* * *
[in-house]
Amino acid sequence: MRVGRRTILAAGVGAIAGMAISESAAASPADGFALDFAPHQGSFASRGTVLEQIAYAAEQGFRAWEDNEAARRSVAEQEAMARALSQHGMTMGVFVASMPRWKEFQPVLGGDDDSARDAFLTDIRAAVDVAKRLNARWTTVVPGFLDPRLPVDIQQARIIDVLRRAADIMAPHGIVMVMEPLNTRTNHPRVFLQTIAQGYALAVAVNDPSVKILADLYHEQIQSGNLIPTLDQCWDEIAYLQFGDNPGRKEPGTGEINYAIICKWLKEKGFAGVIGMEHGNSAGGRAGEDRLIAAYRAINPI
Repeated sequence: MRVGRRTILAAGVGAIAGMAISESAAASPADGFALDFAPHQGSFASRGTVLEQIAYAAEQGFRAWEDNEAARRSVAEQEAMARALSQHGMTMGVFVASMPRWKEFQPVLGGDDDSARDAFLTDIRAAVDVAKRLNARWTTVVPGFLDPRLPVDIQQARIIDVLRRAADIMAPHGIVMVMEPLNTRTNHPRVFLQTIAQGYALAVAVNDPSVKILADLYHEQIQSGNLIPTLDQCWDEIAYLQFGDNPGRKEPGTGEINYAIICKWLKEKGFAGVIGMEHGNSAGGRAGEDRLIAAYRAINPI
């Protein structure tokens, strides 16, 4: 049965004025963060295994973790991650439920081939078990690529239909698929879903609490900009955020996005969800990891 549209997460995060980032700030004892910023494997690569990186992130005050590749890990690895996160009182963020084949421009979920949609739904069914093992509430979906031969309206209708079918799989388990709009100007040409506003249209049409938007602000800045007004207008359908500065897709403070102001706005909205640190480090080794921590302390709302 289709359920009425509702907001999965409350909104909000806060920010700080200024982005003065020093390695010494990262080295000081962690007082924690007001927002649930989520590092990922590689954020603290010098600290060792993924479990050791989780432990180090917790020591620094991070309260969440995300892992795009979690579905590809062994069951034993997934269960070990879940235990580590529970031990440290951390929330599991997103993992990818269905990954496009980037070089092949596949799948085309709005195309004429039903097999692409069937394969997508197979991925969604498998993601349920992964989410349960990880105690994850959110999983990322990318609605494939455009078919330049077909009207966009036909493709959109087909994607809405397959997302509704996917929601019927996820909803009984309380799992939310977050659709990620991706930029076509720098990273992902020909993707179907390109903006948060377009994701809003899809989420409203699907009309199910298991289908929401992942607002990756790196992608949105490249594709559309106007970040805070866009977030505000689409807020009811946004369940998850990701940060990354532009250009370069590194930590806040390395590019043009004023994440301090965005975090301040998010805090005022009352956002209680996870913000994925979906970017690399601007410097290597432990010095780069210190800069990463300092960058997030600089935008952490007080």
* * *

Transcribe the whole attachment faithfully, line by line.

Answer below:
[in-house]
Amino acid sequence: MRVGRRTILAAGVGAIAGMAISESAAASPADGFALDFAPHQGSFASRGTVLEQIAYAAEQGFRAWEDNEAARRSVAEQEAMARALSQHGMTMGVFVASMPRWKEFQPVLGGDDDSARDAFLTDIRAAVDVAKRLNARWTTVVPGFLDPRLPVDIQQARIIDVLRRAADIMAPHGIVMVMEPLNTRTNHPRVFLQTIAQGYALAVAVNDPSVKILADLYHEQIQSGNLIPTLDQCWDEIAYLQFGDNPGRKEPGTGEINYAIICKWLKEKGFAGVIGMEHGNSAGGRAGEDRLIAAYRAINPI
Repeated sequence: MRVGRRTILAAGVGAIAGMAISESAAASPADGFALDFAPHQGSFASRGTVLEQIAYAAEQGFRAWEDNEAARRSVAEQEAMARALSQHGMTMGVFVASMPRWKEFQPVLGGDDDSARDAFLTDIRAAVDVAKRLNARWTTVVPGFLDPRLPVDIQQARIIDVLRRAADIMAPHGIVMVMEPLNTRTNHPRVFLQTIAQGYALAVAVNDPSVKILADLYHEQIQSGNLIPTLDQCWDEIAYLQFGDNPGRKEPGTGEINYAIICKWLKEKGFAGVIGMEHGNSAGGRAGEDRLIAAYRAINPI
């Protein structure tokens, strides 16, 4: 049965004025963060295994973790991650439920081939078990690529239909698929879903609490900009955020996005969800990891 549209997460995060980032700030004892910023494997690569990186992130005050590749890990690895996160009182963020084949421009979920949609739904069914093992509430979906031969309206209708079918799989388990709009100007040409506003249209049409938007602000800045007004207008359908500065897709403070102001706005909205640190480090080794921590302390709302 289709359920009425509702907001999965409350909104909000806060920010700080200024982005003065020093390695010494990262080295000081962690007082924690007001927002649930989520590092990922590689954020603290010098600290060792993924479990050791989780432990180090917790020591620094991070309260969440995300892992795009979690579905590809062994069951034993997934269960070990879940235990580590529970031990440290951390929330599991997103993992990818269905990954496009980037070089092949596949799948085309709005195309004429039903097999692409069937394969997508197979991925969604498998993601349920992964989410349960990880105690994850959110999983990322990318609605494939455009078919330049077909009207966009036909493709959109087909994607809405397959997302509704996917929601019927996820909803009984309380799992939310977050659709990620991706930029076509720098990273992902020909993707179907390109903006948060377009994701809003899809989420409203699907009309199910298991289908929401992942607002990756790196992608949105490249594709559309106007970040805070866009977030505000689409807020009811946004369940998850990701940060990354532009250009370069590194930590806040390395590019043009004023994440301090965005975090301040998010805090005022009352956002209680996870913000994925979906970017690399601007410097290597432990010095780069210190800069990463300092960058997030600089935008952490007080």